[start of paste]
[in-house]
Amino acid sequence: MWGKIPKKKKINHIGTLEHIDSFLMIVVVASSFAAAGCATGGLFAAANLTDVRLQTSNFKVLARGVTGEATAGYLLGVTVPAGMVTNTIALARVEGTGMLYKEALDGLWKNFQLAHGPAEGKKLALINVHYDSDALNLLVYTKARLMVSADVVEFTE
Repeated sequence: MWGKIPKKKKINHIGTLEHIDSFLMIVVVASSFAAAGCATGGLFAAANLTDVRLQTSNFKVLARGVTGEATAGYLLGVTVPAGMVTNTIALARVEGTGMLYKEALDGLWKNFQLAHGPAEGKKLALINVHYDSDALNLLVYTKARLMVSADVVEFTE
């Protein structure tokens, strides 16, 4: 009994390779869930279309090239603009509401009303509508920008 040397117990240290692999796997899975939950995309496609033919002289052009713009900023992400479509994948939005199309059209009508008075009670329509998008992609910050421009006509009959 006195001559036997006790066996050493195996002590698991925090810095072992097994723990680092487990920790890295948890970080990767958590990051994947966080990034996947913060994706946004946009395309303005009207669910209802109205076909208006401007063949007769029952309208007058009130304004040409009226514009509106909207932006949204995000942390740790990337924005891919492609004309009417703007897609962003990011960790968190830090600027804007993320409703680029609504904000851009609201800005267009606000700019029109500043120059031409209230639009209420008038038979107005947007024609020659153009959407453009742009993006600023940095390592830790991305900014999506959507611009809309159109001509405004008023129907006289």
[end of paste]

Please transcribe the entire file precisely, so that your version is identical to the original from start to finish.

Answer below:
[in-house]
Amino acid sequence: MWGKIPKKKKINHIGTLEHIDSFLMIVVVASSFAAAGCATGGLFAAANLTDVRLQTSNFKVLARGVTGEATAGYLLGVTVPAGMVTNTIALARVEGTGMLYKEALDGLWKNFQLAHGPAEGKKLALINVHYDSDALNLLVYTKARLMVSADVVEFTE
Repeated sequence: MWGKIPKKKKINHIGTLEHIDSFLMIVVVASSFAAAGCATGGLFAAANLTDVRLQTSNFKVLARGVTGEATAGYLLGVTVPAGMVTNTIALARVEGTGMLYKEALDGLWKNFQLAHGPAEGKKLALINVHYDSDALNLLVYTKARLMVSADVVEFTE
């Protein structure tokens, strides 16, 4: 009994390779869930279309090239603009509401009303509508920008 040397117990240290692999796997899975939950995309496609033919002289052009713009900023992400479509994948939005199309059209009508008075009670329509998008992609910050421009006509009959 006195001559036997006790066996050493195996002590698991925090810095072992097994723990680092487990920790890295948890970080990767958590990051994947966080990034996947913060994706946004946009395309303005009207669910209802109205076909208006401007063949007769029952309208007058009130304004040409009226514009509106909207932006949204995000942390740790990337924005891919492609004309009417703007897609962003990011960790968190830090600027804007993320409703680029609504904000851009609201800005267009606000700019029109500043120059031409209230639009209420008038038979107005947007024609020659153009959407453009742009993006600023940095390592830790991305900014999506959507611009809309159109001509405004008023129907006289």